JANUARY 04, 2011 | By Jori Finkel, Los Angeles Times
Paul Soldner dies at 89
Ceramicist known for American raku He stumbled onto the style he became known for, befitting of an artist who celebrated the beauty of the accidental and unpredictable.
Paul Soldner, a ceramicist and longtime Scripps College teacher who introduced a pottery technique called American raku, died Monday at his home in Claremont after a period of declining health. He was 89.
“He was one of the greats in California ceramics — part of the West Coast scene that came on in the ’60s with Peter Voulkos, John Mason and Ken Price,” said Doug Casebeer, an artistic director at theAnderson Ranch Arts Center in Snowmass Village, Colo., which Soldner helped to found. “It was a generation influenced by jazz — the idea of spontaneity and responding to your materials.”
Born in 1921 in Summerfield, Ill., Soldner moved several times in the Midwest for his father’s work as a Mennonite minister. The family landed in the small town of Bluffton, Ohio, where he attended Bluffton College. He didn’t by all accounts have a strong interest in art until he enlisted in the Army medical corps during World War II.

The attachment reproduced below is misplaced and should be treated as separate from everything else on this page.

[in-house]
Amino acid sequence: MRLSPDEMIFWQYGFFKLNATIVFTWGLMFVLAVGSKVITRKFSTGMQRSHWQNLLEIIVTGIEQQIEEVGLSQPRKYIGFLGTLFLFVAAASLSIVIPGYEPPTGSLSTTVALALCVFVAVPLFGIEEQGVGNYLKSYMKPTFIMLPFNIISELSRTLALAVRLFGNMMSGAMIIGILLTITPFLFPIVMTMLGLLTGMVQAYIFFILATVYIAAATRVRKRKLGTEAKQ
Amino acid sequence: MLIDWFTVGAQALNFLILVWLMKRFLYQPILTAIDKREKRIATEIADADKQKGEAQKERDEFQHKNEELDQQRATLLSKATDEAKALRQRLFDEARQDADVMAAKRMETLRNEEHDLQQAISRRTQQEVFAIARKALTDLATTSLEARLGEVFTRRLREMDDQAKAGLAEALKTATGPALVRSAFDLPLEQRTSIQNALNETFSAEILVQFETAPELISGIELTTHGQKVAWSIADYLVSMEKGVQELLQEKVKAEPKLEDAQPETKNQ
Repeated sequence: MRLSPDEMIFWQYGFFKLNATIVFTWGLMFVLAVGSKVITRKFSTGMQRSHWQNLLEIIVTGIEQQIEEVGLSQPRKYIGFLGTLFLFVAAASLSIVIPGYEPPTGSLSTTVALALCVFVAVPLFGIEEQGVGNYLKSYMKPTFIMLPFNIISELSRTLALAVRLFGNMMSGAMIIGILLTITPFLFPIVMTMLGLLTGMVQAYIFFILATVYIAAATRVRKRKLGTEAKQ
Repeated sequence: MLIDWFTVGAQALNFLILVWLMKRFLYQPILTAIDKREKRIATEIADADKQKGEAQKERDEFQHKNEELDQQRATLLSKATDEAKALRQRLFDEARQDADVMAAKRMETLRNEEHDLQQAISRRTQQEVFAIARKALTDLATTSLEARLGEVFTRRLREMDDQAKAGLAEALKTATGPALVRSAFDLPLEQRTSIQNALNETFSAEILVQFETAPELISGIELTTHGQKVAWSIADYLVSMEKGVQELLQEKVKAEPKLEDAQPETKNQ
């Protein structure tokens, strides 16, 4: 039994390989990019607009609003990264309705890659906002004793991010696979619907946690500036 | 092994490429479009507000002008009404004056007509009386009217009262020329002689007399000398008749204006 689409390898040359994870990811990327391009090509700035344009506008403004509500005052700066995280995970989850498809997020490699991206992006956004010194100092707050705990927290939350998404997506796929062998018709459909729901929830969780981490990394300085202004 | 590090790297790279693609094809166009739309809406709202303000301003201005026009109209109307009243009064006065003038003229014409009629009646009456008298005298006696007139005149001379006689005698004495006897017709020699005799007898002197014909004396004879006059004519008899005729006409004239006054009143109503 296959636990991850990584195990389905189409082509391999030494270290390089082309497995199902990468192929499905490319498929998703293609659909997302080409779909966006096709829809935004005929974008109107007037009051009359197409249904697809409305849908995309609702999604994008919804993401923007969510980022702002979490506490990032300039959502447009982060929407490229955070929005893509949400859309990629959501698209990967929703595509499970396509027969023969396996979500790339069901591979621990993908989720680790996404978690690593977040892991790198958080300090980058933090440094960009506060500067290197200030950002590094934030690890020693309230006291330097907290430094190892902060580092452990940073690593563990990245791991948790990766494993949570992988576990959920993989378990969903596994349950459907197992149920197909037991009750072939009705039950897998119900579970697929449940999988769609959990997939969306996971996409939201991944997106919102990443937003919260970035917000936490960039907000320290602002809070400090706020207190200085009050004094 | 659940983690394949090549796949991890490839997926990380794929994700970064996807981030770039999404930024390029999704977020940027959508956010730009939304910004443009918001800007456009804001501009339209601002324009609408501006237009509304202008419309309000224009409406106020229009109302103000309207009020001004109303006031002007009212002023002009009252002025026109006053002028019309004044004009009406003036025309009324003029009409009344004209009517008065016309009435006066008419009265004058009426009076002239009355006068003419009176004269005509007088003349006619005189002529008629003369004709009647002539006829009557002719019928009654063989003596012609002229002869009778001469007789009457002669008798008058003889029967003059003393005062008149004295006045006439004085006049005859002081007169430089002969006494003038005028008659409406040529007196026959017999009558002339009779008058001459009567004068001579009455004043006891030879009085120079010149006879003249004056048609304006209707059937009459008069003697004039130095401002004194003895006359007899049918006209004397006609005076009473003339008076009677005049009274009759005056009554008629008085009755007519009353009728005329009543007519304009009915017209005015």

As he later told his family, his desire to become an artist was ignited by the war, or, more specifically, by seeing beauty emerge from terror in the form of charcoal drawings made by Holocaust victims on the barracks walls of the Mauthausen concentration camp in Austria.
“He was really struck by the fact that people in such dire circumstances tried to make beauty out of their lives,” said his daughter, Stephanie Soldner Sullivan. As for his Mennonite upbringing, she said that her father and her mother, Ginny, left the church and at one point explored Buddhism, but her father’s work ethic and his “idea that you made the most of whatever you had” persisted.
This resourcefulness came in handy in 1954, when Soldner moved to Los Angeles to became Voulkos’ first graduate student in the new ceramics program at the Los Angeles County Art Institute (now the Otis College of Art and Design). Because the department was so new and the ceramics studio nearly empty, the two had to build their own potter’s wheels from scratch. As Times art critic Christopher Knight once wrote, “Soldner’s welded X-frame kick-wheel became the California classroom standard, while Voulkos’ ceramics changed the direction of the art.” (Today, Soldner wheels and Soldner tubs, used for mixing clay, are still sold at supply stores.)